“Laboratory confirmation is essential for all sporadic measles cases and all outbreaks. Detection of measles-specific IgM antibody and measles RNA by real-time polymerase chain reaction (RT-PCR) are the most common methods for confirming measles infection. Healthcare providers should obtain both a serum sample and a throat swab (or nasopharyngeal swab) from patients suspected to have measles at first contact with them. Urine samples may also contain virus, and when feasible to do so, collecting both respiratory and urine samples can increase the likelihood of detecting measles virus.”

Measles For Healthcare Professionals

It depends, but often a throat swab or a throat swab and urine are collected for PCR testing, especially if it has been 7 or fewer days since the patient came down with their rash.

If it has been longer than 7 days, then testing using urine and blood specimens can be performed.

“Molecular analysis can also be conducted to determine the genotype of the measles virus. Genotyping is used to map the transmission pathways of measles viruses. The genetic data can help to link or unlink cases and can suggest a source for imported cases. Genotyping is the only way to distinguish between wild-type measles virus infection and a rash caused by a recent measles vaccination.”

Measles For Healthcare Professionals

Because many people get vaccinated during an outbreak and a rash and fever is a side effect of the MMR vaccine, testing becomes very important in those who were recently vaccinated.

Statistics from the 2015 Disneyland measles outbreak...
Statistics from the 2015 Disneyland measles outbreak. Anti-vaccine folks, this slide doesn’t mean what you think it means.

After getting vaccinated, testing helps confirm that someone has vaccine strain measles and not wild type, a vaccine reaction, and don’t actually have measles.

“Here, we describe a real-time reverse transcription-PCR (RT-PCR) method that detects the vaccine genotype (MeVA RT-quantitative PCR [RT-qPCR]) and that can provide rapid discrimination between wild-type-virus infections and vaccine reactions.”

Roy et al on Rapid Identification of Measles Virus Vaccine Genotype by Real-Time PCR

An no, the vaccine reaction is not that they developed measles! They developed a rash and/or fever, a common side effect of the MMR vaccine.

“During outbreaks, measles vaccine is administered to help control the outbreak, and in these situations, vaccine reactions may be mistakenly classified as measles cases.”

CDC on Genetic Analysis of Measles Viruses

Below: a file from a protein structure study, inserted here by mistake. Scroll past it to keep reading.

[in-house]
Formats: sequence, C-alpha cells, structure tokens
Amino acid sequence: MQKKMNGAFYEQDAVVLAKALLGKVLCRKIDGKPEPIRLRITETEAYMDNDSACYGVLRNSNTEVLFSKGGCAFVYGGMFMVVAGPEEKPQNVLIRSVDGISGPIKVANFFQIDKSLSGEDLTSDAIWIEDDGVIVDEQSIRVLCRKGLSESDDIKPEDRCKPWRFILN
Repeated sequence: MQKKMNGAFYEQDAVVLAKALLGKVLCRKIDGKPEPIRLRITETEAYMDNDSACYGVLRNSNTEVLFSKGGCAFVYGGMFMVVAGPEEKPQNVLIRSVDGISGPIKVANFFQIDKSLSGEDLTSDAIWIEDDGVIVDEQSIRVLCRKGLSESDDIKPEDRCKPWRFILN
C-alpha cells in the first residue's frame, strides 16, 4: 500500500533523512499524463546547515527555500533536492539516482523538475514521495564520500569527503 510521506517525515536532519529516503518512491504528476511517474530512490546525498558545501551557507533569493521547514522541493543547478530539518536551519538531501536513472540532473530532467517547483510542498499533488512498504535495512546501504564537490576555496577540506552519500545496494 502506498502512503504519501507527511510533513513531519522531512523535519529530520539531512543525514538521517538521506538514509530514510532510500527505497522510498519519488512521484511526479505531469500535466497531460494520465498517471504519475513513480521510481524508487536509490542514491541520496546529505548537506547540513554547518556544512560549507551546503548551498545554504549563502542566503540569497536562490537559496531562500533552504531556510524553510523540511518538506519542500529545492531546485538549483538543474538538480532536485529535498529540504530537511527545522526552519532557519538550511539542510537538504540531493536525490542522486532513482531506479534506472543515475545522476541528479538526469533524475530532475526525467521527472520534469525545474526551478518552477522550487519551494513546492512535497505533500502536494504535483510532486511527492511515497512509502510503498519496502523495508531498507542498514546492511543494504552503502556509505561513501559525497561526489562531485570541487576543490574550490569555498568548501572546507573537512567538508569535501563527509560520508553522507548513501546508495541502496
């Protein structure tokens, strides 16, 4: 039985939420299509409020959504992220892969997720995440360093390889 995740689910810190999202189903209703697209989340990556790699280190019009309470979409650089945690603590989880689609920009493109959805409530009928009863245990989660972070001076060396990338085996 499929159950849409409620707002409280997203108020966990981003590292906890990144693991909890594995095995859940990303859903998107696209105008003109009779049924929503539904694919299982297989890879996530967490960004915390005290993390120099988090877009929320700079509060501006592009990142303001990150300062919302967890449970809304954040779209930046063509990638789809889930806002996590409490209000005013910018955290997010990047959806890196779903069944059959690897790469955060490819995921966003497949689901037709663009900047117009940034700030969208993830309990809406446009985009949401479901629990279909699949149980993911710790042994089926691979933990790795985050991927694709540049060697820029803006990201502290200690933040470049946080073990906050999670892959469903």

So the reports that you might have seen that 31 people in the California measles outbreak had a vaccine strain of measles aren’t true. There were at least 31 people who were recently vaccinated during the outbreak and had a rash and/or fever, and they tested positive for the vaccine strain, proving that they weren’t actually part of the outbreak. None of them actually had measles though.

Has anyone ever gotten the measles after being vaccinated?

“Vaccine‐associated measles is a possible, but extremely rare event.”

Sood et al on Vaccine‐associated measles in an immunocompetent child

Yes, there are a few case reports.

Very rare case reports.

Who's to blame for low immunization rates and continuing outbreaks?
Who’s to blame for low immunization rates and continuing outbreaks?

We know who’s responsible for the rise in measles outbreaks and no, it ain’t folks who have recently been vaccinated. Vaccines are safe and necessary.

Get vaccinated. Stop the outbreaks.

More on Vaccine Strains in Measles Outbreaks

Fake News About Measles Outbreaks?

Many news organizations ran with a story about a multi-state measles outbreak recently.

The CDC tweeted a correction about the multi-state measles outbreak story.
The CDC tweeted a correction about the multi-state measles outbreak story.

They got something wrong though.

There is no ongoing, single, multi-state outbreak of measles this year.

Fake News About Measles Outbreaks?

Is it understandable that some media outlets would have been confused by recent CDC reports?

Not really.

The CDC Measles Cases and Outbreaks page hadn’t been updated since late-July and is still reporting case numbers that are “current as of July 14, 2018,” so there really was no recent CDC report to generate all of this extra attention.

“From January 1 to July 14, 2018, 107 people from 21 states (Arkansas, California, Connecticut, Florida, Illinois, Indiana, Kansas, Louisiana, Maryland, Michigan, Missouri, Nevada, New Jersey, New York, North Carolina, Oklahoma, Oregon, Pennsylvania, Tennessee, Texas, and Washington) and the District of Colombia were reported to have measles.”